(Concluded from the previous number)
In this poem, the character and psychology of Sundari fascinates the reader even more than that of Nanda. The poets deal in three cantos with her reaction to the great misfortune in which she is caught up unawares, as a passive victim, at the height of her connubial bliss. The Canto entitled ‘Nirikshana’ is devoted to her immediate reaction to the calamity, and describes the first shock and the succeeding mood of anxious longing for Nanda’s return. The last but one book entitled ‘Anujna’ shows her cultivating resignation, and reconciling herself to her situation. She attempts to understand and appreciate her lover in his transformation, and is eager to emulate his example. The last canto, entitled ‘sahadharmacharyam’ reveals her as an initiated disciple of the monastic order, having renounced her wealth and dedicated herself to the service of the destitute and the distressed.
The verse prefixed to the 4th book reveals the importance the poets attach to the psychological development of Sundari:
“You have separated the precious stone embedded in the golden jewel, cast the gold in the fire and purified it, placed the diamond on the anvil and polished it. What superb jewel do you intend to fashion this time, Lord?”
The first reaction of the tender and loving lady to the delay in the return of her husband is a kind of worry compounded of disappointment, doubt, fear, hope and eagerness, usual to lovers in separation, a theme on which poets are so fond of exercising their imaginative and poetic talent. The shock to her sensitive and trustful nature, when she learns gradually the truth that her husband was led by the Master to the camp of the monks and there converted to the monastic order, is heartrending and pathetic in the extreme.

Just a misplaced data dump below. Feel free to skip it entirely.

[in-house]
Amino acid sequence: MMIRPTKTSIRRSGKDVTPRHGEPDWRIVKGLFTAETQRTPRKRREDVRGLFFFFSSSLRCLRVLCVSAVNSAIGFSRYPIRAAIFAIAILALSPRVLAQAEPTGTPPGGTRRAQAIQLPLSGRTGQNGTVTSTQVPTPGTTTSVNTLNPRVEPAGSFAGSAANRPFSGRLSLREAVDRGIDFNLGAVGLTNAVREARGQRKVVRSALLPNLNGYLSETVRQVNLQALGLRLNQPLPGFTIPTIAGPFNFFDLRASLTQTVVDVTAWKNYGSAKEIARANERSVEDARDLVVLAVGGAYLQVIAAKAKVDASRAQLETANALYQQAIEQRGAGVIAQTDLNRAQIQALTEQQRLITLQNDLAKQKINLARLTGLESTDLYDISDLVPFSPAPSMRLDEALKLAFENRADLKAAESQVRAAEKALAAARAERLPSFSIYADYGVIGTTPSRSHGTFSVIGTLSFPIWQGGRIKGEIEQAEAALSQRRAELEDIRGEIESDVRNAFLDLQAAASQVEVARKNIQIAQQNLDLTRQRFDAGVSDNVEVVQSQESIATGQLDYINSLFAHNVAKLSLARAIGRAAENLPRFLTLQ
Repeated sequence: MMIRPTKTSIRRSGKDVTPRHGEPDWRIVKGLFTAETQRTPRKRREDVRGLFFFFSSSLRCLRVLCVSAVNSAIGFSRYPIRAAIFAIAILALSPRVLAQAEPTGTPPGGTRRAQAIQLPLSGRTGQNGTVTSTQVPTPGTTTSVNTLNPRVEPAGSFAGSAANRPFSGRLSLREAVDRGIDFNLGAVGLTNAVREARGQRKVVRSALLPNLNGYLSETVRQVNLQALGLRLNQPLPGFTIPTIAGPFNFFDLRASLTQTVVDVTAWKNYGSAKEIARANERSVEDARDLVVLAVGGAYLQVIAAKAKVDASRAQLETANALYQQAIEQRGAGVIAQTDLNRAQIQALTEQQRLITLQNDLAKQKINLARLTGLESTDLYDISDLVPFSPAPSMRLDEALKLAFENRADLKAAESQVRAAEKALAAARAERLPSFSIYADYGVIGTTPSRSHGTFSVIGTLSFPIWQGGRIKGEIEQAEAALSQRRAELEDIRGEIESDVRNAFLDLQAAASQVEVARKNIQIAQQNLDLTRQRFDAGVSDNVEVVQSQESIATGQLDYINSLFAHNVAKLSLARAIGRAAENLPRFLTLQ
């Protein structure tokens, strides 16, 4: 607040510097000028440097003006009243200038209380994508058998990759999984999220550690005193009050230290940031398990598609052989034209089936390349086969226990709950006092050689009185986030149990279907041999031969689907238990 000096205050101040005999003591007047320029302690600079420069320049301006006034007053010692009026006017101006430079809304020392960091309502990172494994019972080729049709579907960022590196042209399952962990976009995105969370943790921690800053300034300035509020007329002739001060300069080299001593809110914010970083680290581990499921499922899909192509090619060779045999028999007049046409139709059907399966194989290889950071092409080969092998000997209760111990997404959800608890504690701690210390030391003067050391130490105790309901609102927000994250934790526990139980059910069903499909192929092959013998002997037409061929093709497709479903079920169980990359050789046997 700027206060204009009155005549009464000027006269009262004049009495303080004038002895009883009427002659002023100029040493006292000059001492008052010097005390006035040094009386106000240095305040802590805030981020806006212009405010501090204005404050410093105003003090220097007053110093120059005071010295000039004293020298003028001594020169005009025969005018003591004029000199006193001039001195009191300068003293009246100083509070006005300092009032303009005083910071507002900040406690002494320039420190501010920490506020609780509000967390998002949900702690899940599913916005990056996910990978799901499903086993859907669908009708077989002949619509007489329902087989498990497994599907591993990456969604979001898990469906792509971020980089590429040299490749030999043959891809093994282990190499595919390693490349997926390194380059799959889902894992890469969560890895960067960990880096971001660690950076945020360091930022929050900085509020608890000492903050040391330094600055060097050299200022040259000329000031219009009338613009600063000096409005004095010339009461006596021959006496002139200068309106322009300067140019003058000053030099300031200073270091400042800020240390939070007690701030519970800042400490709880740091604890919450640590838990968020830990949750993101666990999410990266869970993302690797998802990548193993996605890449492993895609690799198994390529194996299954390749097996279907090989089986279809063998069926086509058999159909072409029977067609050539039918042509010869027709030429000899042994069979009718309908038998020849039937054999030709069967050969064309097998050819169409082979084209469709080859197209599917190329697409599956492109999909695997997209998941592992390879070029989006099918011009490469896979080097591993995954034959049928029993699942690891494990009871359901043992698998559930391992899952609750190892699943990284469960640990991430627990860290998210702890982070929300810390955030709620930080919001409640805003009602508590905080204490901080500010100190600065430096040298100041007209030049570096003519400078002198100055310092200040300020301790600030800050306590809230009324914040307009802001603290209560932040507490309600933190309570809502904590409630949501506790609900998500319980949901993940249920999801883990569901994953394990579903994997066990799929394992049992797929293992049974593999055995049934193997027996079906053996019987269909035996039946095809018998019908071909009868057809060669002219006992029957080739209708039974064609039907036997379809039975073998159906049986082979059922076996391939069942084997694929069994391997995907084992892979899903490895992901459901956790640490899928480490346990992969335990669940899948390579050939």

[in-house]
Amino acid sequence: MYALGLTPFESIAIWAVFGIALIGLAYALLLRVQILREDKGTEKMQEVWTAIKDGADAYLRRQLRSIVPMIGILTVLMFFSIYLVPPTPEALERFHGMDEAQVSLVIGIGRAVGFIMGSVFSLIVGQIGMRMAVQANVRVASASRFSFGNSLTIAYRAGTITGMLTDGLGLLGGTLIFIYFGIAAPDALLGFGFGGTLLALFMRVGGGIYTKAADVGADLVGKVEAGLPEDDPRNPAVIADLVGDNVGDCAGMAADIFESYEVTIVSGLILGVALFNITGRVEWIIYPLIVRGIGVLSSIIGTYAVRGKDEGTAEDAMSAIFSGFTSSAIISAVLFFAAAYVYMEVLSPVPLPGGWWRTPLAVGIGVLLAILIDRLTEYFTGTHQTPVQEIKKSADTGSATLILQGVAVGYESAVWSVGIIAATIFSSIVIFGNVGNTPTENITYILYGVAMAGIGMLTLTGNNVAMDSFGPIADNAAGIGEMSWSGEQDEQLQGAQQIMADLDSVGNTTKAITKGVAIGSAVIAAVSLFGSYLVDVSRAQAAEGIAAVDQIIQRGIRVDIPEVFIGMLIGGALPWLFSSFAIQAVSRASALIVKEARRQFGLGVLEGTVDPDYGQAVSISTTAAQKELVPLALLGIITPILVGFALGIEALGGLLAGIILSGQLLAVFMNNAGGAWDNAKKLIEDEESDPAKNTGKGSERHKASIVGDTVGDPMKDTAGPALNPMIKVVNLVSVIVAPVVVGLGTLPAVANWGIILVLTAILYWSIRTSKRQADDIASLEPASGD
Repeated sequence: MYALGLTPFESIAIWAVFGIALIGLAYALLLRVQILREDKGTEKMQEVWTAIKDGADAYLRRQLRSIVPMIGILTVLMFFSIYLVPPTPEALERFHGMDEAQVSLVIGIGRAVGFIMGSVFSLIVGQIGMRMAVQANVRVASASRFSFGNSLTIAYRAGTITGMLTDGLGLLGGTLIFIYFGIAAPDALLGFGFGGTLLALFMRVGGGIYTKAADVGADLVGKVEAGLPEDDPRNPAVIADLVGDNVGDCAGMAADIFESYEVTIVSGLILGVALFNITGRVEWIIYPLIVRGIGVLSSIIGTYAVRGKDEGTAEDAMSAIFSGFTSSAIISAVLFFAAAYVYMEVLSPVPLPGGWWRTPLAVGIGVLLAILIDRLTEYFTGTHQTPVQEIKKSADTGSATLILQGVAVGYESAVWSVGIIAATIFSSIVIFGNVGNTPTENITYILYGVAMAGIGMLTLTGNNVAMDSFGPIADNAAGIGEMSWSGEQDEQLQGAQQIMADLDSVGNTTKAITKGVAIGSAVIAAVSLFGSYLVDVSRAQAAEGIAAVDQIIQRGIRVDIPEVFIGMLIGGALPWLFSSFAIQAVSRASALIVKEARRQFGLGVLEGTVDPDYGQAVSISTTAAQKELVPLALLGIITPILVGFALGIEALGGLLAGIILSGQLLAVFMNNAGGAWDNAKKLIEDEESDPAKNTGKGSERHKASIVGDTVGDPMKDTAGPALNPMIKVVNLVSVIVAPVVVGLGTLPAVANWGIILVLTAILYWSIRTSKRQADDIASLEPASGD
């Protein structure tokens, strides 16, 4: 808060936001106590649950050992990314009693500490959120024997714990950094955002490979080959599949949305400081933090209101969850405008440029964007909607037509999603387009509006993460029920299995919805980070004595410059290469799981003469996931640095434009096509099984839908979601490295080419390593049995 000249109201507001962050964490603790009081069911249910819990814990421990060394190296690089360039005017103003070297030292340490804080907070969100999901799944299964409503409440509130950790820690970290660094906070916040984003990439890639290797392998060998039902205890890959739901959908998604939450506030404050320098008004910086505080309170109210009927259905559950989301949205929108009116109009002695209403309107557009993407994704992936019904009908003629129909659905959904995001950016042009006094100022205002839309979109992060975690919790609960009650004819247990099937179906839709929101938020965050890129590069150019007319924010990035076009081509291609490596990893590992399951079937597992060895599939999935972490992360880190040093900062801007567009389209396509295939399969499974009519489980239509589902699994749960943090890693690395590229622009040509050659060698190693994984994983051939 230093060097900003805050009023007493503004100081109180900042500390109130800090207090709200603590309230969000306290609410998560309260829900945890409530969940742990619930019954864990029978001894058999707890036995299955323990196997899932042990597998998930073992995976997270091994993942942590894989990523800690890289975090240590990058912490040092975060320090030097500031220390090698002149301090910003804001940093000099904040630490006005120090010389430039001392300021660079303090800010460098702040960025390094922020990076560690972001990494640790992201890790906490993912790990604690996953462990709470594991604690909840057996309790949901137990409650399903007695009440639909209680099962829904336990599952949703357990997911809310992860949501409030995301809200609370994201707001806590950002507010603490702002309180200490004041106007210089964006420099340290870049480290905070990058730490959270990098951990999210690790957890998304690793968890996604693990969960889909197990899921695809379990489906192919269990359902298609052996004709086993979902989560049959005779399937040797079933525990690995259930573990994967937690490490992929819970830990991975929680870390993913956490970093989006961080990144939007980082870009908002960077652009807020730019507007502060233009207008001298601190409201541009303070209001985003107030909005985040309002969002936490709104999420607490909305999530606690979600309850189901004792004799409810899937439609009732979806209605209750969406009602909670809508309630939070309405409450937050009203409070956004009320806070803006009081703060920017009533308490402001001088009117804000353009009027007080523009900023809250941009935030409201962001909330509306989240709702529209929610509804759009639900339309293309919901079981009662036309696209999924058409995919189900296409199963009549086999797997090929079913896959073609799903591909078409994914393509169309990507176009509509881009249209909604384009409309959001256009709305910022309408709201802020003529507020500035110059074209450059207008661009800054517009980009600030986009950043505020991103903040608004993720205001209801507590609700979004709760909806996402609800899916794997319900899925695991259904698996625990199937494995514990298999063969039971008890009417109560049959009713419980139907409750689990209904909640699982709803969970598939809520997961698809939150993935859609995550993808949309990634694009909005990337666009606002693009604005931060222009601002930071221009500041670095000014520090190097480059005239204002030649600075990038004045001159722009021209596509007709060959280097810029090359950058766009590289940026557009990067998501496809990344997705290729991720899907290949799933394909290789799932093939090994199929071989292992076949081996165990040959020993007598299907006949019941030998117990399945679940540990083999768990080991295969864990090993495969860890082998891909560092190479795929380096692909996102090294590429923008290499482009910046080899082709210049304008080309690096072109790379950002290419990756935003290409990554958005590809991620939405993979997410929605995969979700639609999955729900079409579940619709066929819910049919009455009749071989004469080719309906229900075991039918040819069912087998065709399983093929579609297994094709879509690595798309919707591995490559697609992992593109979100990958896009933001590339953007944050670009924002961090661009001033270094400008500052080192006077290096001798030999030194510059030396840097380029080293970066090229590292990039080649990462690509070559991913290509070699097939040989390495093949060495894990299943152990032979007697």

She reproaches Nagda, as well as Lord Buddha, in verses of exquisite grace and pathos, which express her grief as well as her love for Nanda, her resentment as well as her reverence for the Lord.
Addressing Nanda in her imagination she reproaches him:
“Oh, you faithless one! If you had been a votary of the ideal of renunciation and aspired for the life of a monk in the forest, why did you pretend love for me, and win my heart by graceful endearments, only to forsake me thus abruptly?”
“You have mixed poison in the cup of nectar, alas!
If you had no mind to drink out of the cup,
Why should you first fill it with nectar?”
But she cannot bring herself to believe that he has proved faithless to her:
“In spite of all appearances, I cannot believe that the conduct of my lord, while he delighted me with his Beautiful love, was all pretence and hypocrisy. He cannot be staying away from me, the shadow of his soul, by an act of his own volition.”
“My lord is master in the art of love, infinite and flawless; knowing his heart and his loyalty, if I doubt him, I will be guilty of unforgivable sin.”
And in a mood of despondency–“After all his affection, the fondling, the endearments, if my lord has forsaken me, what can I say to the fickle lover except to bow to him and curse my misfortune!” Again she is filled with tender self-pity for her foolishness in her previous conduct:
“Unwilling to lose sight of your charming face, I was reluctant to close my eyes in your presence; but afraid of tempting the evil eye, I withdrew my glances from your face with effort. I dared not let go your hand for a moment, lest you should give me the slip unawares; but I hesitated to clasp your hand tight, lest your tender palm should be hurt. Verily have I been treading on the edge of a knife in my loving regard for you. And now you have forsaken me heartlessly. Do you hope to earn credit for virtue and salvation for yourself!”